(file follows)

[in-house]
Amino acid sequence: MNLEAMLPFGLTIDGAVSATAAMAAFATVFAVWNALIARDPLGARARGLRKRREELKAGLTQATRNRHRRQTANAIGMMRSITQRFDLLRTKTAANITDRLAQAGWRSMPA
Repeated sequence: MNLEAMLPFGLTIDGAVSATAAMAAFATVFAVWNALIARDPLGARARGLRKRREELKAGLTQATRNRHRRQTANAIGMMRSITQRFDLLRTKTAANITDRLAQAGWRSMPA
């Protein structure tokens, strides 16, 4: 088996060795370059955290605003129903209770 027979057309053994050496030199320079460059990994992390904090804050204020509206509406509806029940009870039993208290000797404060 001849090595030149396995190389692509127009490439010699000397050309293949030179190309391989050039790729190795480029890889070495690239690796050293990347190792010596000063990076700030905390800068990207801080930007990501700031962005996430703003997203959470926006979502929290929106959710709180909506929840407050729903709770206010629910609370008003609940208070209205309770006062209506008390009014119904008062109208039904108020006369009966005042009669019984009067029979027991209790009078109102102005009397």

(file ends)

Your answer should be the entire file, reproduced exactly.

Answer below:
[in-house]
Amino acid sequence: MNLEAMLPFGLTIDGAVSATAAMAAFATVFAVWNALIARDPLGARARGLRKRREELKAGLTQATRNRHRRQTANAIGMMRSITQRFDLLRTKTAANITDRLAQAGWRSMPA
Repeated sequence: MNLEAMLPFGLTIDGAVSATAAMAAFATVFAVWNALIARDPLGARARGLRKRREELKAGLTQATRNRHRRQTANAIGMMRSITQRFDLLRTKTAANITDRLAQAGWRSMPA
């Protein structure tokens, strides 16, 4: 088996060795370059955290605003129903209770 027979057309053994050496030199320079460059990994992390904090804050204020509206509406509806029940009870039993208290000797404060 001849090595030149396995190389692509127009490439010699000397050309293949030179190309391989050039790729190795480029890889070495690239690796050293990347190792010596000063990076700030905390800068990207801080930007990501700031962005996430703003997203959470926006979502929290929106959710709180909506929840407050729903709770206010629910609370008003609940208070209205309770006062209506008390009014119904008062109208039904108020006369009966005042009669019984009067029979027991209790009078109102102005009397």